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Growth of the Soil

by Knut Hamsun

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H. G. Wells
Growth of the Soil impresses me as among the very greatest novels I have ever read. It is wholly beautiful; it is saturated with wisdom and humor and tenderness.

Growth of the Soil impresses me as among the very greatest novels I have ever read. It is wholly beautiful; it is saturated with wisdom and humor and tenderness.”
—H. G. Wells

“The whole modern school of fiction in the twentieth century stems from Hamsun.”
—Isaac Bashevis Singer

Book Description
The epic novel of man and nature that won its author the Nobel Prize in Literature—the first new English translation since the novel’s original publication ninety years ago

When it was first published in 1917, Growth of the Soil was immediately recognized as a masterpiece. Ninety years later it remains a transporting literary experience. In the story of Isak, who leaves his village to clear a homestead and raise a family amid the untilled tracts of the Norwegian back country, Knut Hamsun evokes the elemental bond between humans and the land. Newly translated by the acclaimed Hamsun scholar Sverre Lyngstad, Hamsun’s novel is a work of preternatural calm, stern beauty, and biblical power—and the crowning achievement of one of the greatest writers of the twentieth century.

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Now, if Isak had wanted to show his displeasure with Oline and maybe thrash her for her doings, here was his chance--a Heaven-sent chance to do that thing. They were alone in the house; the children had gone after the men when they went. Isak stood there in the middle of the room, and Oline was sitting by the stove. Isak cleared his throat once or twice, just to show that he was ready to say something if he pleased. But he said nothing. That was his strength of soul. What, did he not know the number of his goats as he knew the fingers on his hands--was the woman mad?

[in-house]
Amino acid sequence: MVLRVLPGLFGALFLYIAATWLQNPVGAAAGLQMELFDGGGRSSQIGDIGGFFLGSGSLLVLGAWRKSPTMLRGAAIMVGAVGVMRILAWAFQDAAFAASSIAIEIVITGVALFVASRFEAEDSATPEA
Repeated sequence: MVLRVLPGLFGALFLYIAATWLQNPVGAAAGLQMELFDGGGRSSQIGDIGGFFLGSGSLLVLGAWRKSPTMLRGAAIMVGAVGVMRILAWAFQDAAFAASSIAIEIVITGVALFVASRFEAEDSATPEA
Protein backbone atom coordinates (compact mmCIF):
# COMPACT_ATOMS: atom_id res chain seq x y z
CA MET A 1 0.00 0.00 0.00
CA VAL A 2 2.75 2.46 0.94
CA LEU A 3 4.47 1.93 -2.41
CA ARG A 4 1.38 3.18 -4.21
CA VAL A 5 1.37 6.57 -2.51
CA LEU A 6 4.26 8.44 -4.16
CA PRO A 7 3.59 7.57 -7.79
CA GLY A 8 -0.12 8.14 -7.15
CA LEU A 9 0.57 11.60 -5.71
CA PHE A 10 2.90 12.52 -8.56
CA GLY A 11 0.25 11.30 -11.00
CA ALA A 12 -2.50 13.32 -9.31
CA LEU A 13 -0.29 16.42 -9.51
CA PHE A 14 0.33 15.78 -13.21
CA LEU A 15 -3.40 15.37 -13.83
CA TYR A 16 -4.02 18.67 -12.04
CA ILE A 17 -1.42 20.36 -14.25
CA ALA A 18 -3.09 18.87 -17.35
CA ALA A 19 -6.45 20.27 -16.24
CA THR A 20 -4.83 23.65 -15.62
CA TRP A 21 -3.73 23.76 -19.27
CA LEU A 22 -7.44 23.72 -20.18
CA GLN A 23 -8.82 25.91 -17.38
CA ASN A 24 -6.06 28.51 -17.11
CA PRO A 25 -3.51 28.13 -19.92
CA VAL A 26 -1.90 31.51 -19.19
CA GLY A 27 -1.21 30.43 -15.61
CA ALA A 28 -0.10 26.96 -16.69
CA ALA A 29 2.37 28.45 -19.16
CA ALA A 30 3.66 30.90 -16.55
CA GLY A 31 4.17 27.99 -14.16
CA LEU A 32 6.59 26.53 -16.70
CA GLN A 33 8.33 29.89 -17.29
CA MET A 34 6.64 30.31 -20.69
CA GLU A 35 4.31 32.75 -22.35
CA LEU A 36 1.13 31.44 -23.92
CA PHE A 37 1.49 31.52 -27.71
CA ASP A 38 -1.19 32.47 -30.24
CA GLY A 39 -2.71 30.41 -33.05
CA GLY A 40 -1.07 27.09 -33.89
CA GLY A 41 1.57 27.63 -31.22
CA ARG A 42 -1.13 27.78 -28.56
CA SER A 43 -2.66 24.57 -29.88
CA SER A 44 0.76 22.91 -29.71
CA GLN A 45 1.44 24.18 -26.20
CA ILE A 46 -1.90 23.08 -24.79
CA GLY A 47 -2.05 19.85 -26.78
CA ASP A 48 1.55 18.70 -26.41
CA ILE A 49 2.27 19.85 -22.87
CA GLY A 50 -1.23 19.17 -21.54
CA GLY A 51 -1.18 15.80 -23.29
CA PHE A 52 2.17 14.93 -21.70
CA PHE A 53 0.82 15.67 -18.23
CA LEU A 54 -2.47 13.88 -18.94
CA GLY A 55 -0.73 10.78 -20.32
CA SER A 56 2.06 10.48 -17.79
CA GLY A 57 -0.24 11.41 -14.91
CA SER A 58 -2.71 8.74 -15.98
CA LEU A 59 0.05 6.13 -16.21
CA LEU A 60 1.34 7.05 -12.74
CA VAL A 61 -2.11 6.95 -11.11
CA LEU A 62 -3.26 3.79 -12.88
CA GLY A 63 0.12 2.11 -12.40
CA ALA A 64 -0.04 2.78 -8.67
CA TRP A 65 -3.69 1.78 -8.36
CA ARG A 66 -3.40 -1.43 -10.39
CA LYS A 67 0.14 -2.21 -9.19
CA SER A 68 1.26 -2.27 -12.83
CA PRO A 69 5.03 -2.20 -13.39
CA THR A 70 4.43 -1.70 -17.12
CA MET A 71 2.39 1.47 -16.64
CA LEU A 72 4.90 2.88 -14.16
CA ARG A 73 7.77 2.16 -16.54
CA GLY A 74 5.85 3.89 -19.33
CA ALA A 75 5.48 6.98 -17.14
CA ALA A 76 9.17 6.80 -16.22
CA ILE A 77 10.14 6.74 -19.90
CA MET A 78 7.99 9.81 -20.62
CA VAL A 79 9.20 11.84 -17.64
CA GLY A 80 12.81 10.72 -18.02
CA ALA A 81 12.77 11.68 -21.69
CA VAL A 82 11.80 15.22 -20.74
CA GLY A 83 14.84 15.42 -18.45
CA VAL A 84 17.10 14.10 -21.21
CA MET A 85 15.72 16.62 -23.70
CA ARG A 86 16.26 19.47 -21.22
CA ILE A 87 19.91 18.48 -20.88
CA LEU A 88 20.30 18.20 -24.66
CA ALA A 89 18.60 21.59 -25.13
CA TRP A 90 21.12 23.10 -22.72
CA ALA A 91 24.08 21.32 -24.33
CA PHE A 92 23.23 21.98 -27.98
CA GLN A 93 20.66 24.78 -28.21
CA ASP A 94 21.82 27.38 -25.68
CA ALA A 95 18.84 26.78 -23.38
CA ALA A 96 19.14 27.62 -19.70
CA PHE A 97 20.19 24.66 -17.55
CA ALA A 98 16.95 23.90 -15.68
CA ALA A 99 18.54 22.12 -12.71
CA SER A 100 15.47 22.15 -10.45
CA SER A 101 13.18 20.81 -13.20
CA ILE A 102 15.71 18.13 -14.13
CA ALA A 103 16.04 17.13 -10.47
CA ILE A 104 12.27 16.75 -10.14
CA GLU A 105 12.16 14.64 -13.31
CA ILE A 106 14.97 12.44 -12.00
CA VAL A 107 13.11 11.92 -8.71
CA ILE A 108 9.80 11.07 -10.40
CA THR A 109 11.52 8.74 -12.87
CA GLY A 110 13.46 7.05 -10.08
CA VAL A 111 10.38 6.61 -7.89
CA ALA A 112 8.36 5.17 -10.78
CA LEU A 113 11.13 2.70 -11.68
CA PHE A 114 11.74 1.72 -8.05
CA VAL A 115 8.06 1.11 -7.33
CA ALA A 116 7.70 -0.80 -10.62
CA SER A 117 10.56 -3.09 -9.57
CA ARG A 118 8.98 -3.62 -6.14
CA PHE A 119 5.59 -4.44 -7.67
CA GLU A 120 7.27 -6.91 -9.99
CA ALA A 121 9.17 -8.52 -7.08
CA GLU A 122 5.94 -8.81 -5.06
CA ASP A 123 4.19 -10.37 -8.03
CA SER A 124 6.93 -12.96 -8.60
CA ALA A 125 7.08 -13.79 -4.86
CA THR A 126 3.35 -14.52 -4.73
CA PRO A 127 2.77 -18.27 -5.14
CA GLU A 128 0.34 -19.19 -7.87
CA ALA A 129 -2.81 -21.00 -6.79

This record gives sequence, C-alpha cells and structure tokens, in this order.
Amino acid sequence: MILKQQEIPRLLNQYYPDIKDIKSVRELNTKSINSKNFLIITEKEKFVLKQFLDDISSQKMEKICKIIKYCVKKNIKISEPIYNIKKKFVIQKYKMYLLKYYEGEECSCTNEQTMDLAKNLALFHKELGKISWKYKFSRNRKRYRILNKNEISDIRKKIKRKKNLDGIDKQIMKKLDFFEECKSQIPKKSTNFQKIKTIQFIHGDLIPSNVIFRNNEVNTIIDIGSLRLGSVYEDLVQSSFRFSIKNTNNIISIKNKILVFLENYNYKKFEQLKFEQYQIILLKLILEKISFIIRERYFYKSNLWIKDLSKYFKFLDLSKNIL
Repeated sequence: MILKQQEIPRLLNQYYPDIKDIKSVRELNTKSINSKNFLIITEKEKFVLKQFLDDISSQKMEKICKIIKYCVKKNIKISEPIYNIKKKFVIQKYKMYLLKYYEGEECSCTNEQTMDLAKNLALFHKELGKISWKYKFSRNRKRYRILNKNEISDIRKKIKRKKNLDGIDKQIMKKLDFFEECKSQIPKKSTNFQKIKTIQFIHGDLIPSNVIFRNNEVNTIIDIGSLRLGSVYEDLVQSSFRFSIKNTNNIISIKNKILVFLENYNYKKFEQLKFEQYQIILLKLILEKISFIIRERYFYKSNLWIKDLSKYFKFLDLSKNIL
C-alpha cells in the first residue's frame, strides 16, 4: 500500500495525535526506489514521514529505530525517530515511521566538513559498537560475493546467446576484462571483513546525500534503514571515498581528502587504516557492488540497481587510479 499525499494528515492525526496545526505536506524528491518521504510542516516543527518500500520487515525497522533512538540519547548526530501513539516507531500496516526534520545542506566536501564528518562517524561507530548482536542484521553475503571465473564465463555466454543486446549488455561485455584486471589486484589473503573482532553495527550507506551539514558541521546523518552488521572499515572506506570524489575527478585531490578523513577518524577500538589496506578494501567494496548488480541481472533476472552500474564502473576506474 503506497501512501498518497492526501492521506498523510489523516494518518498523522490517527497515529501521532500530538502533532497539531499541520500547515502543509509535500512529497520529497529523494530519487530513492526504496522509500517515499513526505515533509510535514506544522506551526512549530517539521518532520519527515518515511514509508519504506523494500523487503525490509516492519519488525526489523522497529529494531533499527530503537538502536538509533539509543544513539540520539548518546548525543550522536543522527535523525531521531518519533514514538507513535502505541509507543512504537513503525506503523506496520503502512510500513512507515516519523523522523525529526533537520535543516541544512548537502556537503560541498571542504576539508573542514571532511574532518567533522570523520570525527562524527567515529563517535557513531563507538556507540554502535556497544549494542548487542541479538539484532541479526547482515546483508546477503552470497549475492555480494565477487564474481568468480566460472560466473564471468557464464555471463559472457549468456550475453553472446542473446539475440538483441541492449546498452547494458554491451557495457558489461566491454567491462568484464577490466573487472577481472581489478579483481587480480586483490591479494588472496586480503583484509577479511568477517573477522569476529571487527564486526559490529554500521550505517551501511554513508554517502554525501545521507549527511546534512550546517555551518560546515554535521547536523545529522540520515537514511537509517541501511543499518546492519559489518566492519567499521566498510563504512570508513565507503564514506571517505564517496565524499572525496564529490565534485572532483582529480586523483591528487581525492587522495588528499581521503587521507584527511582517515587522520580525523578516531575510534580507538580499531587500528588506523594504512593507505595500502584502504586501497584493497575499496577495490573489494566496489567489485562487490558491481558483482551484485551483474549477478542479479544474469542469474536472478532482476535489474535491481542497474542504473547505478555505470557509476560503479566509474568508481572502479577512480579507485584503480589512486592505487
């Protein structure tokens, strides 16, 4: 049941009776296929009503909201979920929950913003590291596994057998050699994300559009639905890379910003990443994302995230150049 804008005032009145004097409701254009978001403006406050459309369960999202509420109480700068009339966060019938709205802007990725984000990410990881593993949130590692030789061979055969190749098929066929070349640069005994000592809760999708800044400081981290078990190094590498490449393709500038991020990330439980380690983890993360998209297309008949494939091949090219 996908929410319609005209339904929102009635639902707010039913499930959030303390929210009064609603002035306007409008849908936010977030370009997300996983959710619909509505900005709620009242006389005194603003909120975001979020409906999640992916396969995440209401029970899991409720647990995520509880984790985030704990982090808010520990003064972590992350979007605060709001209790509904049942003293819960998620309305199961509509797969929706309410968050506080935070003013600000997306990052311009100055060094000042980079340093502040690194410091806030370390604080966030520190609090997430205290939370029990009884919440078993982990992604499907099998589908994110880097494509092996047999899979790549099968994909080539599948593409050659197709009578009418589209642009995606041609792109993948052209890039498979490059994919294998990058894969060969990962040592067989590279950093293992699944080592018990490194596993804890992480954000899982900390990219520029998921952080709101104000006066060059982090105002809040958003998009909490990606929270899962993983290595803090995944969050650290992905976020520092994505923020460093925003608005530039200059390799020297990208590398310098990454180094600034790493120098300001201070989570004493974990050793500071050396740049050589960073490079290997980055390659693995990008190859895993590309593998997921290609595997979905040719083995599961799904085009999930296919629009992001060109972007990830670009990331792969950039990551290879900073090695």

From the Inside Flap
The story of an elemental existence in rural Norway.

About the Author
Knut Hamsun (1859–1952) won the Nobel Prize in Literature in 1920.
Sverre Lyngstad has translated Hamsun’s other novels for Penguin Classics and is Distinguished Professor Emeritus of English and comparative literature at the New Jersey Institute of Technology.
Brad Leithauser is a MacArthur Prize–winning novelist, poet, and critic who writes frequently about Nordic literature and teaches at Mount Holyoke College in South Hadley, Massachusetts.



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